In a rare feat at tournaments of this format, both groups at the 2013 Confederations Cup ended with clear first, second, third and fourth-place teams.
In both cases, Groups A and B, the top team went 3-0, the runner-up went 2-1, the third-place team went 1-2 and the cellar dweller went winless at 0-3.
That may seem frivolous but its not: With no ties and no goal-differential controversy, there can be no doubt about the merit of this semifinal. The right teams made it this far—the four sides playing the best football in Brazil.
This sets us up for some thrilling action in the next three matches. Remember: In the same round of this very tournament in 2009—its last occurrence—the United States upset Spain 2-0, ending the Spanish's record-tying 35-game unbeaten streak in the process.
Does Italy have a similar upset in store? Can Brazil repeat as Confederations Cup champion on its home turf? Will Uruguay's desperation pay dividends?
Let's take a comprehensive look at the semfinal matchups and find out:
Semifinal #1: Brazil (3-0-0) vs. Uruguay (2-1-0)
Context: Brazil is being counted on to win this tournament, and so far they're off to a great start. Three straight wins in the group round, all by two or more goals, has the hometown fans electrified in the World Cup.
Since the tournament's inception in 1992, Brazil has won three times, more than any other country. That includes back-to-back wins in 2005 and 2009. A win here would make it the first team to three-peat a Confederations Cup, breaking the record of two straight which it shares with France (2001 and 2003).
For Uruguay, this tournament is, perhaps, an all-or-nothing endeavor. If it doesn't right the ship in World Cup qualifying, this could be the only major tournament it plays this four-year cycle.
Five points behind Ecuador and Chile in CONMEBOL qualifying, Uruguay is battling Venezuela, whom its tied with, for the right to play an AFC team in a two-leg qualification playoff. If it reaches that playoff it would be heavily favored, but Uruguay's struggles make bowing out before that distinctly plausible.
A win—or at least a good fight—against Brazil would improve its confidence and momentum going forward.
Players to Watch: For Brazil, it can't be anyone but Neymar, who has scored in all three matches thus far this tournament. He's scored in a variety of ways, too, flashing a deadly finish in both the run of play and on set pieces.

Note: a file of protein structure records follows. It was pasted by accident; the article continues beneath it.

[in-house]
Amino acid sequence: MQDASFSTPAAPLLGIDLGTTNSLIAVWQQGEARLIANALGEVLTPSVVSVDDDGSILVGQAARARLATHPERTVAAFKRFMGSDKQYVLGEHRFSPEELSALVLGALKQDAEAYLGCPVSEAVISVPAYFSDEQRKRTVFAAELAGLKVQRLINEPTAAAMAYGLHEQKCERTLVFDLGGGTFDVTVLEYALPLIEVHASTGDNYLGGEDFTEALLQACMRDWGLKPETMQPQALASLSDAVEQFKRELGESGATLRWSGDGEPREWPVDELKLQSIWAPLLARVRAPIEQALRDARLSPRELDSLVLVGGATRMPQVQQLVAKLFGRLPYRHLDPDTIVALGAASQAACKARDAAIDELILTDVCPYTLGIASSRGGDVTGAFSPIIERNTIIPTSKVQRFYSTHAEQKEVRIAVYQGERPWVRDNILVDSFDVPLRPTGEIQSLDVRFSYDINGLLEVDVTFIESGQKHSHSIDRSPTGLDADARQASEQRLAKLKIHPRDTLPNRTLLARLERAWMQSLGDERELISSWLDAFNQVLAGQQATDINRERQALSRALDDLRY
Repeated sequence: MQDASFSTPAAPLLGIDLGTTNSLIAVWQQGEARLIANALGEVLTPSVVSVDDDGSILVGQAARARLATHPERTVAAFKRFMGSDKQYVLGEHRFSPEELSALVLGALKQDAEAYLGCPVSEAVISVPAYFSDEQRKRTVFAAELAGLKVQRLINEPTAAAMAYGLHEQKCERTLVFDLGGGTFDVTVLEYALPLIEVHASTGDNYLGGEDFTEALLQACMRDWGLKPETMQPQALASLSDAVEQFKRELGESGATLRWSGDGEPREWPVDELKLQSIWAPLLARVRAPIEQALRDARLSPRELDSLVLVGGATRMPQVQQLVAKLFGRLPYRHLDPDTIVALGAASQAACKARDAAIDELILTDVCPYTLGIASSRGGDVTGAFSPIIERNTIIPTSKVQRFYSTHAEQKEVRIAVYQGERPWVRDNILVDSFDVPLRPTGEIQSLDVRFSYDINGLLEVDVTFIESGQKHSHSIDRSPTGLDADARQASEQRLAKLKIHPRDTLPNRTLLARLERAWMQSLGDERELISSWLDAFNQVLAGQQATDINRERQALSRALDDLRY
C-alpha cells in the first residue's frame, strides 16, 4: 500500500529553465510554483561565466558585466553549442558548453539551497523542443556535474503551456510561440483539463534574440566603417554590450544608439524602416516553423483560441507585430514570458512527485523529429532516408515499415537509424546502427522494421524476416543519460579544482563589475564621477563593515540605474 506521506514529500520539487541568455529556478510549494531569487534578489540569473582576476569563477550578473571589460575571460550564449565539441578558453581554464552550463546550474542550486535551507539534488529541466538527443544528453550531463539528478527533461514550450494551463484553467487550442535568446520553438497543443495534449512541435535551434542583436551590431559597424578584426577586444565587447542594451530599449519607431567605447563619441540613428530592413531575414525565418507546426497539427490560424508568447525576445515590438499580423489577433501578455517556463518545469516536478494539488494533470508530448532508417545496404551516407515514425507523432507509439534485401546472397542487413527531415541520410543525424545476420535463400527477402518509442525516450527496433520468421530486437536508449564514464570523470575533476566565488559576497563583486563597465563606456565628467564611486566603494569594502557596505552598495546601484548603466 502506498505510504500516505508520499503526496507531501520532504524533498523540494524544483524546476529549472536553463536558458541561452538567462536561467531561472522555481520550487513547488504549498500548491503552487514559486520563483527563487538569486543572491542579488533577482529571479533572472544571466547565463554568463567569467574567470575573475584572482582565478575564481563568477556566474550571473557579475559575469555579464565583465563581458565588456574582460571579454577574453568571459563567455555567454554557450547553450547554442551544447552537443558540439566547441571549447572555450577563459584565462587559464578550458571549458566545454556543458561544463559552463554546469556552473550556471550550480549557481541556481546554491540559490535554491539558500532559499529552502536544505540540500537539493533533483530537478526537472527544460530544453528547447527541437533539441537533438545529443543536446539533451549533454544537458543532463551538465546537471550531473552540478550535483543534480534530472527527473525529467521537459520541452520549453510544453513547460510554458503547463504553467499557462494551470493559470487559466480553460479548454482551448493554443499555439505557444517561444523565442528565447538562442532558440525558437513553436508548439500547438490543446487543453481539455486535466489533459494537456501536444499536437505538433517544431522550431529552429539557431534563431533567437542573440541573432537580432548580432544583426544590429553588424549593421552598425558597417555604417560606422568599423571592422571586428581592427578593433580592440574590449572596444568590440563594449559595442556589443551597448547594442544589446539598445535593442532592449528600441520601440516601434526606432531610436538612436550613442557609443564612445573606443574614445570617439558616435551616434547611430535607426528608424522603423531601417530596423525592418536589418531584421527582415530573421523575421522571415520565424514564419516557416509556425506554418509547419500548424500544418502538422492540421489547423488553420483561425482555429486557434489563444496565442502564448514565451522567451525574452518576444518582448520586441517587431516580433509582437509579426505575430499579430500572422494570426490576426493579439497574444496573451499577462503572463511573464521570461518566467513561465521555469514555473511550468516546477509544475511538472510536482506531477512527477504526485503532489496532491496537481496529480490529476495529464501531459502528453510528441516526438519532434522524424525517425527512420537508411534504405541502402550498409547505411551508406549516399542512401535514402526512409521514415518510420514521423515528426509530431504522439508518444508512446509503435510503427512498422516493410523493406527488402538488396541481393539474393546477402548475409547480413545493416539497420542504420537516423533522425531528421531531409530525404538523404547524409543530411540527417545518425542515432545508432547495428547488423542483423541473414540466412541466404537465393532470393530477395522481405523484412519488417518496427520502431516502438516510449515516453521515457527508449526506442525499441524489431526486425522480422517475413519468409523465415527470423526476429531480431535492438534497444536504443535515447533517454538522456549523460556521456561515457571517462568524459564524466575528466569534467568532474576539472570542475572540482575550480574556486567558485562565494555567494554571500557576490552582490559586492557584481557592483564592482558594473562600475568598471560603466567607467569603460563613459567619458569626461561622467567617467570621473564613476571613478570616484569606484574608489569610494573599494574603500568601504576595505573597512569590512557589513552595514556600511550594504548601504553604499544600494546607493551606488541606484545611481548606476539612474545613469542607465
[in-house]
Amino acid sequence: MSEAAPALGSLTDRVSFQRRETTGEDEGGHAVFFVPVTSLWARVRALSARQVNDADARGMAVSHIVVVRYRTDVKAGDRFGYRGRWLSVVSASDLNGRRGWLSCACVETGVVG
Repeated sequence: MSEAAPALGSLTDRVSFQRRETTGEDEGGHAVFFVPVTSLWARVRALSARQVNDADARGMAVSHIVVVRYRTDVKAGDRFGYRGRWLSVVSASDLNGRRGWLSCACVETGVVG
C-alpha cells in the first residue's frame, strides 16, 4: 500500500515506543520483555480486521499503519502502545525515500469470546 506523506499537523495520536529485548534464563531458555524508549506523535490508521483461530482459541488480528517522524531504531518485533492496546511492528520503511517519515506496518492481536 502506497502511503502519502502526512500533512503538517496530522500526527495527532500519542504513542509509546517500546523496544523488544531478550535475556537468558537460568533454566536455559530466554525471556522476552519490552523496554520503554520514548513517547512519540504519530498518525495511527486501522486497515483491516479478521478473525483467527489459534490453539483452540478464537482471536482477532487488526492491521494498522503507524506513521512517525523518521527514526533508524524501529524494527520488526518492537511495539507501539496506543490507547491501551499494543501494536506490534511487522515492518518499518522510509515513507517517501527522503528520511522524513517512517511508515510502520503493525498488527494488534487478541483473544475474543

The future Barcelona man has acclimated himself well with the Brazilian fans, and has provided them—along with Barca supporters—plenty of reasons to be excited for the next 14 months.
Uruguay will only go as far as Luis Suarez takes it. After another deft season at Liverpool, Suarez had a nice group stage, tying Neymar with three goals scored. Granted, two of those came against listless Tahiti, but the other came against Spain, who rarely ever surrenders in these tournaments.
It should also be interesting to track Diego Forlan, who only started one match in group play. Uruguay's former best player has lost a step (or five), but he's still one of the most dangerous finishers in football. Brazil's defense has looked creaky, so Forlan, already with one goal this tournament, might get some open looks.
Prediction: Brazil 3 - 1 Uruguay
Semifinal #2: Spain (3-0-0) vs. Italy (2-1-0)
Context: Spain, the world's prohibitive "best team," is looking to avenge an upset in this round four years ago; as noted above, the Americans shocked the world with a 2-0 victory in South Africa.
But this one is even more personal. Spain vs. Italy is a rematch of the final at Euro 2012, where Spain piled on four goals in a 4-0 victory. Italy, a proud football nation, is still traumatized by the defeat, and looking to avenge it in a big, showy way.
Should Spain go on to win the whole thing, it, in conjunction with the 2010 World Cup and Euro 2012, would be the senior team's third consecutive major tournament victory. Italy is looking to block Spain's legitimate claim to the title of "best team ever."
Players to Watch: For Spain, everything starts in the midfield. And in the Spanish midfield, though there's a plethora of options, everything starts with Xavi.
Neymar's future teammate at Barcelona, Xavi is, and has been for a while, the best passer in all of football. He is precise and creative, setting up Spain's potent possession game, but also daring to move forward with bravery.
Italy's defense has looked shaky all tournament, allowing three goals to Japan (that easily could have been more), and Xavi always exploits poor coverage.
Which brings us to Italy, whose defense will be far more important than its offense. And the anchor of that defense, as he's been for oh so long, is keeper Gianluigi Buffon.
Buffon has looked a bit long in the tooth in Brazil, though, not that his defense has done him any favors. Still, ceding eight goals in three games is not like the veteran keeper, and against Spain he'll face the best offense he's seen all tournament.
With Mario Balotelli sidelined by a thigh injury, Italy loses its most powerful offensive weapon. Its best—nay, only—chance of advancing is keeping Spain at or under two goals.
Prediction: Spain 4 - 2 Italy
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